Letter from Barnard, Job

Soldier: Barnard, Job
Allegiance: Union
Unit/Service Branch: 73rd Infantry
Home State: Indiana
Date Written: Sunday, June 11th, 1865
Location: Larkinsville, AL
Correspondence Type: Letter
Subjects: Camp Life, Comrades, Daily Life, Family, Friends, Politics, Western Theater
 
My Dear Flora,

I have been made glad twice since I wrote you last by the reception of your two dear letters of May 25th and 30th. First came the one written the 30th, then this morning the other of the 25th.

Still the days are very warm and the flies are very annoying and no orders yet to report to Nashville to be mustered out. I hope, however, we can soon have the pleasure of receiving such orders. The 4th Indiana Cavalry has already gone to Nashville to be mustered out and I suppose that Big Brother of mone, Rire, will get home before I do.

You want to know if Rhoda Bates has returned home yet. I believe I told you about that in my last letter when I told you of receiving one from Stella who is at V. If not, she said Rhoda was at home and she (Stella) had been there a week on a visit.

I suppose they are having fine times this term at the old "V.M.& F." I got a circular from the State Normal School of Michigan at Ipsilanti the other day. I don't think I fancy the Institution and hence shall not go there to school when I am home again.

How I should like to be in Chicago during the Great Sanitary Fair. They are doubtless having a most happy and interesting time there. I should like to see "Old Abe", the Great American Eagle, who has been a soldier, a veteran in the army of the Union, keeping his post day after day by the Battle Flag of the 8th Wisconsin. What numerous methods are resorted to at these fairs to interest and please the multitude and thereby accomplish the great of the Institutions gather in the cash. The Sanitary Commission and Christian Commission will stand upon the Historic page of this Rebellion as being the noblest, most philanthropic, and most praiseworthy organizations of a Christian people in the days of battle and carniage and hence forth it will be difficult for any civilized nation to carry on warfare with (out) initating our glorious example. These are the fields of labor where woman has proven herself the heroine, where she has sacrificed her time and talent day after day and month after month and by these earnest labors so duly appreciated by the soldiers whose lot is cast amid the rougher scenes of war; called out that blessing from our Lamented Lincoln. "God bless the women of America." "Hettie McEwen" & "Barbara Frietchie" are examples of these Heroines of the Slave Holders Rebellion. Flora, while all the working, thinking, talking, praying, massives of Soldier's Aid Society members, constitute the Army of Heroines whose weapons were the needle, the pen, and the prayer. Now that this "Cruel war is over", this vast army of reserve troops can be spared as well as the vast armies of armed men who have been doing the coarser work. I look upon the Great Northwestern Fair at Chicago as the final Review of this class of troops preparatory to muster out just as the redcent magnificent display in Washington was a Review of Sherman's & Grant's Legions after their work was done. But enough of this and I must quit and get ready for Dress Parade.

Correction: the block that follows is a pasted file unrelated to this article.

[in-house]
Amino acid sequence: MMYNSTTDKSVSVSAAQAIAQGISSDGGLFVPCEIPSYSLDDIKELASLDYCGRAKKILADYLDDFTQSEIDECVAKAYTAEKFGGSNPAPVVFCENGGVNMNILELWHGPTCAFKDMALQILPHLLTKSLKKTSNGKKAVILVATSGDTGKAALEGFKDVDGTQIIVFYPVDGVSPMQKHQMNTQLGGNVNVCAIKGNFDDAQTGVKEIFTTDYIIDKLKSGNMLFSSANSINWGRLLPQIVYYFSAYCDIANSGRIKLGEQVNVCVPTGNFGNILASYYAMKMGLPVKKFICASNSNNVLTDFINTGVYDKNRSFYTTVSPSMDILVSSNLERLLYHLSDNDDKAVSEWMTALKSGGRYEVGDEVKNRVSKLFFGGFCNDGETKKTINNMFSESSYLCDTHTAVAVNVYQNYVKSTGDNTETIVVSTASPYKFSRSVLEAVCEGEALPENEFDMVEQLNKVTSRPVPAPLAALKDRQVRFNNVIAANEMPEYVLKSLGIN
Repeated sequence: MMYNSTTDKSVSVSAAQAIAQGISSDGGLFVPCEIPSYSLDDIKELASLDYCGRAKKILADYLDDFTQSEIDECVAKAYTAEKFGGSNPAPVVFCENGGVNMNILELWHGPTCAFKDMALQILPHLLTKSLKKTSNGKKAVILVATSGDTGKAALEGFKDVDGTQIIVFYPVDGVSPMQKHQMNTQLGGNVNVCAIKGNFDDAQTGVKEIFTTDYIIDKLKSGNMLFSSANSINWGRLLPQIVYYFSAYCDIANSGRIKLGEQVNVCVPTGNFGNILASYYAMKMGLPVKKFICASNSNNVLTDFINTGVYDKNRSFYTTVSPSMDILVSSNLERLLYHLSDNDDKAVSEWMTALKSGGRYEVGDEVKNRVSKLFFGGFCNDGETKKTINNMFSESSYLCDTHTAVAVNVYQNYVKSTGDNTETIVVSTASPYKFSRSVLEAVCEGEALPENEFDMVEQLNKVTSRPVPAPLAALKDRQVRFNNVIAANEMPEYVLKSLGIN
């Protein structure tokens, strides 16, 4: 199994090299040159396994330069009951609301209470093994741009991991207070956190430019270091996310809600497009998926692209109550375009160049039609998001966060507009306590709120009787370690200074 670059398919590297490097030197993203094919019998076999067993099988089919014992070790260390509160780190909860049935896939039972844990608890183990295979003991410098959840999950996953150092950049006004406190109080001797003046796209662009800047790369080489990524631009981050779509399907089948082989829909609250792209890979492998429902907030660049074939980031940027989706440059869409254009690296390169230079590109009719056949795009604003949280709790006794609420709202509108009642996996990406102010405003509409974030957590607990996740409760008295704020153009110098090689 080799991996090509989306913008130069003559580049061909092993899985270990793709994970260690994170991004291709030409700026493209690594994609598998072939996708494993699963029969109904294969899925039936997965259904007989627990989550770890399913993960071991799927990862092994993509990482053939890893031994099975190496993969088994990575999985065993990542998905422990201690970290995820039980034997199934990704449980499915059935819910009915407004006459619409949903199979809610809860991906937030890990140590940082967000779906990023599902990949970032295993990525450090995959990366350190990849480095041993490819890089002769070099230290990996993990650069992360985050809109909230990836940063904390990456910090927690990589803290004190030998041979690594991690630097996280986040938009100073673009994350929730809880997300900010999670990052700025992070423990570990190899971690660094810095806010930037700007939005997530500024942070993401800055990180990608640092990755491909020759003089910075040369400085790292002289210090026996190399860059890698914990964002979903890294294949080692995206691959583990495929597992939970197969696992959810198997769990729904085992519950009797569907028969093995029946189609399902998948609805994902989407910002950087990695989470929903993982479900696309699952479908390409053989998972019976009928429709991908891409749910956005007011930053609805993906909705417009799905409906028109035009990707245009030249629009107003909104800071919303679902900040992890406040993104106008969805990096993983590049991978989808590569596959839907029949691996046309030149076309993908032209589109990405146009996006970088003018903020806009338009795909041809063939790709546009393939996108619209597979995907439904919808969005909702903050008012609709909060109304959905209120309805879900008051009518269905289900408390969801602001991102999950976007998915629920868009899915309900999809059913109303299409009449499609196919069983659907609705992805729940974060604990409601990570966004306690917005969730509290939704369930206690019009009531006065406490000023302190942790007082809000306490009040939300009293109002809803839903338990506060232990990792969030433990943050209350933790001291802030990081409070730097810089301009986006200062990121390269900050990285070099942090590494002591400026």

Monday Morning - I didn't finish my letter last evening but will do so this morning. The way of sending our mail has changed that is we now send it vis Huntsville and it leaves here in the afternoon so I shall not seal this until I hear the morning news and get the days mail. I got a letter from Ed J. a day or two since. He has not begun his Newspaper yet but thought he should begin in a few days. He spoke of the weather being extremely hot among the "Sand Hills of Lake Michigan."

What can you make of "Schmann's quintet in E Flat Major" in the last Atlantic? Is it simple a true record of the Adventures of a night or is it simply a story? It leaves one in mystery and unless the author was left in the same mystery, I would like an explanation of the walkers on the beach. The "Henriade & Debys Cow," I think were quite interesting and well written. Also John Brown's Raid. But you know what they all are ere this, so adieu to the subject and turn over.

John Petro has just got back from Tullahoma where he has been to see George, his brother. He also saw Billy Harmon who is well and honored with the position of cook for the company officers, I believe. He also saw Uncle Milikan Williams, Albert Shoemaker, Dan Eggleston, and all the rest of the Jackson Center boys who are in the 151st Regiment Indiana Vols. They were al anxious to get home again soon.

Accept the good wishes of Perry for yourself & the rest of your family circle. Also the same good wishes for your continued health and happiness from your devoted lover, Job (Barnard)


 

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